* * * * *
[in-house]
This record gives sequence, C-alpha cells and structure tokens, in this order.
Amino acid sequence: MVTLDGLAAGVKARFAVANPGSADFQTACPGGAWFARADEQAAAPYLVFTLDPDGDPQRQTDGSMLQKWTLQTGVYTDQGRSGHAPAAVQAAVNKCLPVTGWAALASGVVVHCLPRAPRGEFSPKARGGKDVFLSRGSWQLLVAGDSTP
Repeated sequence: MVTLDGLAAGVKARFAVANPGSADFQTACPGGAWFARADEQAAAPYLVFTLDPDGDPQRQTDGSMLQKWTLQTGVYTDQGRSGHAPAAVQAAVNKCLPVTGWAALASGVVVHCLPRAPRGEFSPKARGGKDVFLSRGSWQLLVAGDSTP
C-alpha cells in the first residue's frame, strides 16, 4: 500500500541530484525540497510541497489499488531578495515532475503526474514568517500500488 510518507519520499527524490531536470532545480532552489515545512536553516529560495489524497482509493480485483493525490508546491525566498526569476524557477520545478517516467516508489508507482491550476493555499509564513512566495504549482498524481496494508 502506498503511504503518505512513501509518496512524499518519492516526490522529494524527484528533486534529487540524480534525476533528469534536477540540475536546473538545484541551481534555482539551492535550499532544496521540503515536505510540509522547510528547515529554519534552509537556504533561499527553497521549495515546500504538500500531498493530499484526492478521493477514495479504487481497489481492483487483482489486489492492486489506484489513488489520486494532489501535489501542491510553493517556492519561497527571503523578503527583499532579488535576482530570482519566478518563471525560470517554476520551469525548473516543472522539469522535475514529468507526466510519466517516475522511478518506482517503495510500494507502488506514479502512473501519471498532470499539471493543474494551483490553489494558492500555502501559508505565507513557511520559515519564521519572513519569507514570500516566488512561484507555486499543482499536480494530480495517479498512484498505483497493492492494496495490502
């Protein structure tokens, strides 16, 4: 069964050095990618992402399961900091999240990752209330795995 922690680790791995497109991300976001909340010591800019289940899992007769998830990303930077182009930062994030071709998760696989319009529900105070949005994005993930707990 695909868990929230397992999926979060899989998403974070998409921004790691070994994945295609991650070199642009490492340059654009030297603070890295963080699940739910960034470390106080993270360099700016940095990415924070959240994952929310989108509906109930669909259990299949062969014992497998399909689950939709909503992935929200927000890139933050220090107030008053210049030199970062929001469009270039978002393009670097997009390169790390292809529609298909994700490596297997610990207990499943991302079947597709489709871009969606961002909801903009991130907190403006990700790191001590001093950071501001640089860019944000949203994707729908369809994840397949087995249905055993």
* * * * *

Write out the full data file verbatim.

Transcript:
[in-house]
This record gives sequence, C-alpha cells and structure tokens, in this order.
Amino acid sequence: MVTLDGLAAGVKARFAVANPGSADFQTACPGGAWFARADEQAAAPYLVFTLDPDGDPQRQTDGSMLQKWTLQTGVYTDQGRSGHAPAAVQAAVNKCLPVTGWAALASGVVVHCLPRAPRGEFSPKARGGKDVFLSRGSWQLLVAGDSTP
Repeated sequence: MVTLDGLAAGVKARFAVANPGSADFQTACPGGAWFARADEQAAAPYLVFTLDPDGDPQRQTDGSMLQKWTLQTGVYTDQGRSGHAPAAVQAAVNKCLPVTGWAALASGVVVHCLPRAPRGEFSPKARGGKDVFLSRGSWQLLVAGDSTP
C-alpha cells in the first residue's frame, strides 16, 4: 500500500541530484525540497510541497489499488531578495515532475503526474514568517500500488 510518507519520499527524490531536470532545480532552489515545512536553516529560495489524497482509493480485483493525490508546491525566498526569476524557477520545478517516467516508489508507482491550476493555499509564513512566495504549482498524481496494508 502506498503511504503518505512513501509518496512524499518519492516526490522529494524527484528533486534529487540524480534525476533528469534536477540540475536546473538545484541551481534555482539551492535550499532544496521540503515536505510540509522547510528547515529554519534552509537556504533561499527553497521549495515546500504538500500531498493530499484526492478521493477514495479504487481497489481492483487483482489486489492492486489506484489513488489520486494532489501535489501542491510553493517556492519561497527571503523578503527583499532579488535576482530570482519566478518563471525560470517554476520551469525548473516543472522539469522535475514529468507526466510519466517516475522511478518506482517503495510500494507502488506514479502512473501519471498532470499539471493543474494551483490553489494558492500555502501559508505565507513557511520559515519564521519572513519569507514570500516566488512561484507555486499543482499536480494530480495517479498512484498505483497493492492494496495490502
């Protein structure tokens, strides 16, 4: 069964050095990618992402399961900091999240990752209330795995 922690680790791995497109991300976001909340010591800019289940899992007769998830990303930077182009930062994030071709998760696989319009529900105070949005994005993930707990 695909868990929230397992999926979060899989998403974070998409921004790691070994994945295609991650070199642009490492340059654009030297603070890295963080699940739910960034470390106080993270360099700016940095990415924070959240994952929310989108509906109930669909259990299949062969014992497998399909689950939709909503992935929200927000890139933050220090107030008053210049030199970062929001469009270039978002393009670097997009390169790390292809529609298909994700490596297997610990207990499943991302079947597709489709871009969606961002909801903009991130907190403006990700790191001590001093950071501001640089860019944000949203994707729908369809994840397949087995249905055993």